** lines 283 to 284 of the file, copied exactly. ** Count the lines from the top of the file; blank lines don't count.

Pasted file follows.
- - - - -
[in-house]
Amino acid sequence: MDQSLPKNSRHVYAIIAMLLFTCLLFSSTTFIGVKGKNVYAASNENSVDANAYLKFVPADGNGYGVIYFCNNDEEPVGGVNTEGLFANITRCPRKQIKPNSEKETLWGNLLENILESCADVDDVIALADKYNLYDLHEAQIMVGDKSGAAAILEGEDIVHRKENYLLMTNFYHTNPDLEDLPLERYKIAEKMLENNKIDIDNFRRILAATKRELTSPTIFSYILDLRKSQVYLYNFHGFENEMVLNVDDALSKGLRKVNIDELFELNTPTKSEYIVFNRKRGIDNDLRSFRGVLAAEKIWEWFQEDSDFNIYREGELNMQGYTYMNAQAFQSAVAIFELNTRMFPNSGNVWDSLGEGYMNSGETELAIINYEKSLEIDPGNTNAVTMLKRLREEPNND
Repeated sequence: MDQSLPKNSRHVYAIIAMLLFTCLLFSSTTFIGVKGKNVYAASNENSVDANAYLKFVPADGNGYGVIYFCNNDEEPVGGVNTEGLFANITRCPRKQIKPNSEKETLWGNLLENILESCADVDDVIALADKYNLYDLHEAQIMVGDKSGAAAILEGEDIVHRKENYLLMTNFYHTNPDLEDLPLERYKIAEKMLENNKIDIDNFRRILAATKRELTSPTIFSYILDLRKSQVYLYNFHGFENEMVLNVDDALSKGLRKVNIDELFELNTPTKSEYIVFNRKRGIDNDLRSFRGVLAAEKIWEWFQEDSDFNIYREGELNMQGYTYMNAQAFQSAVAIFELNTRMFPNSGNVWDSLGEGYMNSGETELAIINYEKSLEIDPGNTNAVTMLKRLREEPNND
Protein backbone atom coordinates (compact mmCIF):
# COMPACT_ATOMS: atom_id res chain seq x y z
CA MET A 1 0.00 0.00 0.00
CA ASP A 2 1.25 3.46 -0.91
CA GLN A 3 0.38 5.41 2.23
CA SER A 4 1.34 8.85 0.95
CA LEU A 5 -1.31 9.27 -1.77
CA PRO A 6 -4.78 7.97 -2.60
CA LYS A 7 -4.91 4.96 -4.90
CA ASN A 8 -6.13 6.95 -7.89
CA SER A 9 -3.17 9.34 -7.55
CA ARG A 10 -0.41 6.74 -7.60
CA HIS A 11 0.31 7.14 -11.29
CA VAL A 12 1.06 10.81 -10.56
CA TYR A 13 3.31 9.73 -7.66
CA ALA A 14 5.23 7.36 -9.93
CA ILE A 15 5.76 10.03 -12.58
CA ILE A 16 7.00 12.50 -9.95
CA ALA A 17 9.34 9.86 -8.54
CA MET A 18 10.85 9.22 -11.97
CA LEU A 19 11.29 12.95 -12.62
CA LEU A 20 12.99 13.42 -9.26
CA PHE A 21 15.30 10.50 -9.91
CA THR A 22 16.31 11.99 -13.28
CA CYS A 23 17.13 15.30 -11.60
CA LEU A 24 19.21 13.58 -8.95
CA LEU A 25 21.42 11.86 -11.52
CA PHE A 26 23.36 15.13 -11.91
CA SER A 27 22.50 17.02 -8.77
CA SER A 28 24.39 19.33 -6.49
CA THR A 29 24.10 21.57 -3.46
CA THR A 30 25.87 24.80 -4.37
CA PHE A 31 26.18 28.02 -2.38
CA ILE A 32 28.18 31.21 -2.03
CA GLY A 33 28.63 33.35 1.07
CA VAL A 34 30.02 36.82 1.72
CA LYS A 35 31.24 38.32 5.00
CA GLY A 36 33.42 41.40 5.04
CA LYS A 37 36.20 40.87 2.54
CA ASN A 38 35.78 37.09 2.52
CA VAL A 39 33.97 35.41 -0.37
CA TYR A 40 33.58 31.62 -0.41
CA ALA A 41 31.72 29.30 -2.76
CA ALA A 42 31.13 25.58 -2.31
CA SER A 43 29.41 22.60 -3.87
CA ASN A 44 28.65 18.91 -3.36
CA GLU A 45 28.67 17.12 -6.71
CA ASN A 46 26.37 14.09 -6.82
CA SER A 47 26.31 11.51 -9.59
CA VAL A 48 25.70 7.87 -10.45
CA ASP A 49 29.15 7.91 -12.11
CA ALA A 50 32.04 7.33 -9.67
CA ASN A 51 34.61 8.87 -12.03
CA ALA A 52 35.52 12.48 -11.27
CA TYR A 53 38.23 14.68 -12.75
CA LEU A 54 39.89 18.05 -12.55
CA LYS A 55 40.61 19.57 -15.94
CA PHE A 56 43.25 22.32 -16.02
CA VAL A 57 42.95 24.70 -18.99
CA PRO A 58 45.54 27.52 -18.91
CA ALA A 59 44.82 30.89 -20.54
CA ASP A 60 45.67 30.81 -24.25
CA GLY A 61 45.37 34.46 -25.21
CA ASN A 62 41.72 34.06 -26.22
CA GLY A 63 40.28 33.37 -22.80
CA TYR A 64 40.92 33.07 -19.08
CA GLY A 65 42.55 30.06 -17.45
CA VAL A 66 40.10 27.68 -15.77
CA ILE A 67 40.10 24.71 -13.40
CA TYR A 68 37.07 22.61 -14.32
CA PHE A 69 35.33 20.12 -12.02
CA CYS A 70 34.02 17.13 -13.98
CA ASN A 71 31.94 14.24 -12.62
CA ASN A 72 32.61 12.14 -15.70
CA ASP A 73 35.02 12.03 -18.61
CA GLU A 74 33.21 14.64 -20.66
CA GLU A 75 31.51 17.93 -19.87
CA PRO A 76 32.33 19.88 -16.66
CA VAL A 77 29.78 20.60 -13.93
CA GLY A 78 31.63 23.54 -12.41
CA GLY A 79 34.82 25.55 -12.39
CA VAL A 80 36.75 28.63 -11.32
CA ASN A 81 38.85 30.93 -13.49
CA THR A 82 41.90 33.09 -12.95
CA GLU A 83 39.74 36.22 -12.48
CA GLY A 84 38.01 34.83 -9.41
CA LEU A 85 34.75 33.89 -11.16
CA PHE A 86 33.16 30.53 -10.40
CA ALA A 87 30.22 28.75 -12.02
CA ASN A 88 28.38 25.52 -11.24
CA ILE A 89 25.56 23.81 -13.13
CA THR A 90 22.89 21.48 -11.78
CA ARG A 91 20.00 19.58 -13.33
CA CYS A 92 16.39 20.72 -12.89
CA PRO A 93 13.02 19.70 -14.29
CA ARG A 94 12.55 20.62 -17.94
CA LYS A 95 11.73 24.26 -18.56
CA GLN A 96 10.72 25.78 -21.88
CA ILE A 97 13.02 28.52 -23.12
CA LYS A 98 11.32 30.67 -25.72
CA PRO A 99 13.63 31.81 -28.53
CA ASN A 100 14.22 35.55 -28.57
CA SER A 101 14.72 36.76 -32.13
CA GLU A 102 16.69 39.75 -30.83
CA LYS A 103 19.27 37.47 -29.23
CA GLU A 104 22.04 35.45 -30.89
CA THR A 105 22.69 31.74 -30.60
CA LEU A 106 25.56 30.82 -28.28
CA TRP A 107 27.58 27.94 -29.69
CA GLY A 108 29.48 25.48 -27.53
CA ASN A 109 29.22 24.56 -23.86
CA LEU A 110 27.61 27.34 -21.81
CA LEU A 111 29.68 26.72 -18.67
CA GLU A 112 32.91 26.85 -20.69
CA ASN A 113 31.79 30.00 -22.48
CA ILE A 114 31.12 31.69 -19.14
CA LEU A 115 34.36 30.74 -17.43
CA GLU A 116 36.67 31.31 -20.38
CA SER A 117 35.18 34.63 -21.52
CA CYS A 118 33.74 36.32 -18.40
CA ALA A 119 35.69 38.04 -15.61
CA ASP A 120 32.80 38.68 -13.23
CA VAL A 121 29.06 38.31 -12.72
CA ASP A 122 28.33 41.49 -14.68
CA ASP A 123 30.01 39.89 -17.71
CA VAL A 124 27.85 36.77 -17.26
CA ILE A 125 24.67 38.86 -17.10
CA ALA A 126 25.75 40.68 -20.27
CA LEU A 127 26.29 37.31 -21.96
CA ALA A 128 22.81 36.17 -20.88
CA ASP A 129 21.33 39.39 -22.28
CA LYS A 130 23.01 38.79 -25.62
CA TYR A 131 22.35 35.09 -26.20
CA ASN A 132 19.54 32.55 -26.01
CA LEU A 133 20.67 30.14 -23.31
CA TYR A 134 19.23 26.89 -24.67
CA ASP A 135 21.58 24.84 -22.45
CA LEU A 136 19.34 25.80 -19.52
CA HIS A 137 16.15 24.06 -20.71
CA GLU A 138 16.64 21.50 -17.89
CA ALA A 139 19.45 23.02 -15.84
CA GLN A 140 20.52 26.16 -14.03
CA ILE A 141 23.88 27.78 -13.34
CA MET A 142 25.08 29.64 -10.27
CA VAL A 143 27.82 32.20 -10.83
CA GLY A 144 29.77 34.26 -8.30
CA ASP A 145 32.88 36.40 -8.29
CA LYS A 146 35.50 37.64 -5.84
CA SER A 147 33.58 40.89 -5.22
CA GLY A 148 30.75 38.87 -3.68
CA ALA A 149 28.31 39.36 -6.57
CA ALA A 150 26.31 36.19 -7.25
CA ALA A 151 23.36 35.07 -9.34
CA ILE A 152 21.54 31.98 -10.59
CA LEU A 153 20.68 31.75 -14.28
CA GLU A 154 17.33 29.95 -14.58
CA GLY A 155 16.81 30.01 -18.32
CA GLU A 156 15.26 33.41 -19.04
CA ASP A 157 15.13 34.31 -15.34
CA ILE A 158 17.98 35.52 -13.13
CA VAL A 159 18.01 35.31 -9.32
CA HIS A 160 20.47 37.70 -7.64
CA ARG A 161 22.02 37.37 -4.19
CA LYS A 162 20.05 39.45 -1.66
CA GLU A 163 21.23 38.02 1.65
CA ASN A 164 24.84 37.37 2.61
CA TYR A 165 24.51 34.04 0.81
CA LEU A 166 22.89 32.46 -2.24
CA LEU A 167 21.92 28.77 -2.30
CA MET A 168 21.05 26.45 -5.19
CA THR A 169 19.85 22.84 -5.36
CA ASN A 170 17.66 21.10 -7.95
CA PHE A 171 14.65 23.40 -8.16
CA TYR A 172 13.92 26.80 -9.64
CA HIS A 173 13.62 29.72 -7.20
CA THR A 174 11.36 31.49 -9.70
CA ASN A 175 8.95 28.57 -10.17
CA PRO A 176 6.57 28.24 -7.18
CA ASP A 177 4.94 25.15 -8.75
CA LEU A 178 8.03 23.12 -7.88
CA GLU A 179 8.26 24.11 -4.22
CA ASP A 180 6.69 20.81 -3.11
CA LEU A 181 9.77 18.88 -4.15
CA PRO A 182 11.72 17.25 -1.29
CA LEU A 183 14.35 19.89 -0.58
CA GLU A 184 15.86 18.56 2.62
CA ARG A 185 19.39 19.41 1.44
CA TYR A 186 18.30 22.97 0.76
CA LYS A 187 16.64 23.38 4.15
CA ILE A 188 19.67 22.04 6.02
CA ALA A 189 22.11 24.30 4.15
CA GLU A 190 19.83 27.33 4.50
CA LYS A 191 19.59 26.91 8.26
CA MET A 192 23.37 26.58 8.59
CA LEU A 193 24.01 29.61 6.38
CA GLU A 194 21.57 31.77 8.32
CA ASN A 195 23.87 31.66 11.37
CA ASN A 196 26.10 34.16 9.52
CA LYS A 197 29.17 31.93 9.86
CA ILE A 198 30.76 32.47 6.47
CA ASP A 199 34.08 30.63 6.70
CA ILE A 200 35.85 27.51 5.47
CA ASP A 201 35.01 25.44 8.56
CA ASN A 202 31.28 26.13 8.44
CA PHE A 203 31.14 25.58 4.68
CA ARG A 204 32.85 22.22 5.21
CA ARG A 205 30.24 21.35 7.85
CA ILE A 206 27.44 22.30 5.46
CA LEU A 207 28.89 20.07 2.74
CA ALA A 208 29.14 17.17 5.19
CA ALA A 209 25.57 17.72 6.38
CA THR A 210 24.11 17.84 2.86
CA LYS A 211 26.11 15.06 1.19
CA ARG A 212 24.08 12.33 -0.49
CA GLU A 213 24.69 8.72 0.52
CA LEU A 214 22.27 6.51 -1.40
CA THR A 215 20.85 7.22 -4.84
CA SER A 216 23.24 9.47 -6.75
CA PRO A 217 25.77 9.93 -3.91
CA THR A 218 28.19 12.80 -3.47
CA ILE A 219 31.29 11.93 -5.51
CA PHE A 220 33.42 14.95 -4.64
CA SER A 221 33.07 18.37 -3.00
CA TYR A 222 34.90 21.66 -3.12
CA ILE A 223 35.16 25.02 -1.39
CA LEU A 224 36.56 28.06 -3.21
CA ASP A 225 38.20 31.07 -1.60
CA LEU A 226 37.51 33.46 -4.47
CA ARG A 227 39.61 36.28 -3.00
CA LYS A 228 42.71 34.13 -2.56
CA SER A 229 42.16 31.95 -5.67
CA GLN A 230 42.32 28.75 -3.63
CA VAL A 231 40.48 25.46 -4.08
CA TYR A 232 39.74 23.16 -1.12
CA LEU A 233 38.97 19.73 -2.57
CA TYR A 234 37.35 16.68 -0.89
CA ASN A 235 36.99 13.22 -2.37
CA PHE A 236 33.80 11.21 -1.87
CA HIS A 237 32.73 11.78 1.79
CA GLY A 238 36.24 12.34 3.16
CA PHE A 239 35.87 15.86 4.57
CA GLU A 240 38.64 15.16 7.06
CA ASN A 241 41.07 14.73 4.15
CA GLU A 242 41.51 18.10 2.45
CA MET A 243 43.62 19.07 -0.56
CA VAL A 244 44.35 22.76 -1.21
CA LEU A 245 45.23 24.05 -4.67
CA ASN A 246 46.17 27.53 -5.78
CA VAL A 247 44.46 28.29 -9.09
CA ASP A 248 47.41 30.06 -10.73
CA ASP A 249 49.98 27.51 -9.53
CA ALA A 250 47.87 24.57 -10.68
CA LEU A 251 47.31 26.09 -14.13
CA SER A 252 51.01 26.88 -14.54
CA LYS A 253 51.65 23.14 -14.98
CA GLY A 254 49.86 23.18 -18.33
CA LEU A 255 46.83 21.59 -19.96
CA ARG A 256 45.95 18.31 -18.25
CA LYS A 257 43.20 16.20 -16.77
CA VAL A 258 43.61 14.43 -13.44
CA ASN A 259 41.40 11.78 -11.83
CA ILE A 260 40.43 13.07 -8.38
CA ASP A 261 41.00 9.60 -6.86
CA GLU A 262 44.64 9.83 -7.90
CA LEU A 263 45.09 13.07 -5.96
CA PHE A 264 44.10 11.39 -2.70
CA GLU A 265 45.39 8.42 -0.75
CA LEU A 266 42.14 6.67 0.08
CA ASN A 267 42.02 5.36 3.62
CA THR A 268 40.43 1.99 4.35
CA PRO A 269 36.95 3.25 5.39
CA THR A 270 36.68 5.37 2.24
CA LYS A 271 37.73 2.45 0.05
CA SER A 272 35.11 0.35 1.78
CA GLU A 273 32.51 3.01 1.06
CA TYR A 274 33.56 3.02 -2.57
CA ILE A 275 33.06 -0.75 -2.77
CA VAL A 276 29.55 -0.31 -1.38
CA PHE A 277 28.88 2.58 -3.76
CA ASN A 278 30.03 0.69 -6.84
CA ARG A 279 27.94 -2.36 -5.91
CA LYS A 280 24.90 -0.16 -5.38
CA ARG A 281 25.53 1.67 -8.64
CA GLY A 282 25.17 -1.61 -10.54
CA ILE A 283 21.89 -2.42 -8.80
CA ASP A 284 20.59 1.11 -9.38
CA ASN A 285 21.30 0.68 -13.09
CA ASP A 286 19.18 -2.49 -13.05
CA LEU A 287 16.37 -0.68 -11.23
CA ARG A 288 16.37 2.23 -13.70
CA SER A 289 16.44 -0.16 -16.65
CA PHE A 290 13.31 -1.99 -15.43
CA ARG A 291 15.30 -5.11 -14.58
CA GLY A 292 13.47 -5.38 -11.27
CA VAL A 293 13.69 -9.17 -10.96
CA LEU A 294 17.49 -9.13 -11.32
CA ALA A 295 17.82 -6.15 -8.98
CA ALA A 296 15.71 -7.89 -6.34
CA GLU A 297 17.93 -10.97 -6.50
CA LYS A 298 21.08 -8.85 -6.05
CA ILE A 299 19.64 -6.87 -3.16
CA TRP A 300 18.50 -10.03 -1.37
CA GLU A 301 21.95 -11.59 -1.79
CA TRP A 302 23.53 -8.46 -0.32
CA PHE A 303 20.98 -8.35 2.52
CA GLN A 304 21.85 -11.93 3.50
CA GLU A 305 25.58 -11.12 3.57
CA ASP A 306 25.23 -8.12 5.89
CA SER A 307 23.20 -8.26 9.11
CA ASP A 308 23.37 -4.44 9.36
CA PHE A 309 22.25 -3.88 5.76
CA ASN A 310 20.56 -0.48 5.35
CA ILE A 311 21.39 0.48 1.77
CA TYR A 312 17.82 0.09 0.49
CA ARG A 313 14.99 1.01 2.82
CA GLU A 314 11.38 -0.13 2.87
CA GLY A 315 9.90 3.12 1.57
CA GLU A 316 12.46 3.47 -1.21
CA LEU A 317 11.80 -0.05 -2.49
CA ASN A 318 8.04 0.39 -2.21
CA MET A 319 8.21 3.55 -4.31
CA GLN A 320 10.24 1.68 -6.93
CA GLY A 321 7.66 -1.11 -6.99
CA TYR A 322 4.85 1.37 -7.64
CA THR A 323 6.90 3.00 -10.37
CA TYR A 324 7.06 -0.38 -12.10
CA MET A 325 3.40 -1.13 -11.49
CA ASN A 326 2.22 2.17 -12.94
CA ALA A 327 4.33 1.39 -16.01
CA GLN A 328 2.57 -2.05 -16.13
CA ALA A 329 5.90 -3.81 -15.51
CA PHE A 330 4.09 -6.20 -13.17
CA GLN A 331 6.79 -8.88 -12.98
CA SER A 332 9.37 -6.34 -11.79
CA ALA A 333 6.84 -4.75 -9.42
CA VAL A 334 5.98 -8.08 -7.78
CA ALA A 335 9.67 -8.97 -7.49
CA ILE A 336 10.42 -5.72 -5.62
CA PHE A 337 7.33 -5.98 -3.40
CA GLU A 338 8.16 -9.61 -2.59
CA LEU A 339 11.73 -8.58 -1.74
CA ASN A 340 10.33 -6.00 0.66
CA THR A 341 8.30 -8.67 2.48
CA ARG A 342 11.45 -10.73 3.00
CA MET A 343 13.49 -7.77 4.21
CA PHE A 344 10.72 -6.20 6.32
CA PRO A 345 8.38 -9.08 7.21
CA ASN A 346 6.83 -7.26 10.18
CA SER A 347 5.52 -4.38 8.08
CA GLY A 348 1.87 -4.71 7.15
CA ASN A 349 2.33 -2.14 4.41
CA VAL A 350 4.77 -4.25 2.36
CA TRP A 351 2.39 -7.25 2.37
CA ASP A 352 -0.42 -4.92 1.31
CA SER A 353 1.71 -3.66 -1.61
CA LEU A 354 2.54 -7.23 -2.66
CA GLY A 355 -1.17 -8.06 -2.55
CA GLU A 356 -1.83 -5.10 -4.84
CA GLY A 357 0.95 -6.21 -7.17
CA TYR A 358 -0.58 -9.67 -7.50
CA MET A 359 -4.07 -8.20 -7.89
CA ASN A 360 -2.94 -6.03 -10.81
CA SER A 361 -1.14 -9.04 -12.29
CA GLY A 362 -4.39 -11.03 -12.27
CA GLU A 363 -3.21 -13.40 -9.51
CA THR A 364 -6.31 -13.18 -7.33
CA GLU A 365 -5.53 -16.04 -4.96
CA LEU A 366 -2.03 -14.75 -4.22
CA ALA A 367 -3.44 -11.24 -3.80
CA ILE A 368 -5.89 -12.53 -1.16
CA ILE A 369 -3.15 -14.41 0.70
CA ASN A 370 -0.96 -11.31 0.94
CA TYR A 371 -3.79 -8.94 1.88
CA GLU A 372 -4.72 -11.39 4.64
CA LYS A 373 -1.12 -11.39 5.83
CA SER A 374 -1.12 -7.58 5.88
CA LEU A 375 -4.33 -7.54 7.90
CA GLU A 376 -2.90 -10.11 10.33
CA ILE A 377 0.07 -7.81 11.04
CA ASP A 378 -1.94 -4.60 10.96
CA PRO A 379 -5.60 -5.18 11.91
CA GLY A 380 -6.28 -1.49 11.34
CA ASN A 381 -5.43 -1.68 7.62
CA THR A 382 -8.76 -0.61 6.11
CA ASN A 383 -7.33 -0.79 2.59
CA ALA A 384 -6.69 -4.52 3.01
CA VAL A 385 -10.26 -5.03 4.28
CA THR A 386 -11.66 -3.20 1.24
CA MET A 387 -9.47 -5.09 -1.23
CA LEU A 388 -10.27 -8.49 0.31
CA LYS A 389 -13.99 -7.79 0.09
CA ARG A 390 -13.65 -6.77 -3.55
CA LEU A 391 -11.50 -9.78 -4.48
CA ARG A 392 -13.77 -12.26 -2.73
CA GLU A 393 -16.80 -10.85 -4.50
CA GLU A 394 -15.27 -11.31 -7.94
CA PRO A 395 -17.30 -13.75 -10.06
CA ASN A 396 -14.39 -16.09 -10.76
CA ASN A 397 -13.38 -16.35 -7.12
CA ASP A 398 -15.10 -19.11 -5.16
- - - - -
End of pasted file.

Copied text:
CA ASN A 278 30.03 0.69 -6.84
CA ARG A 279 27.94 -2.36 -5.91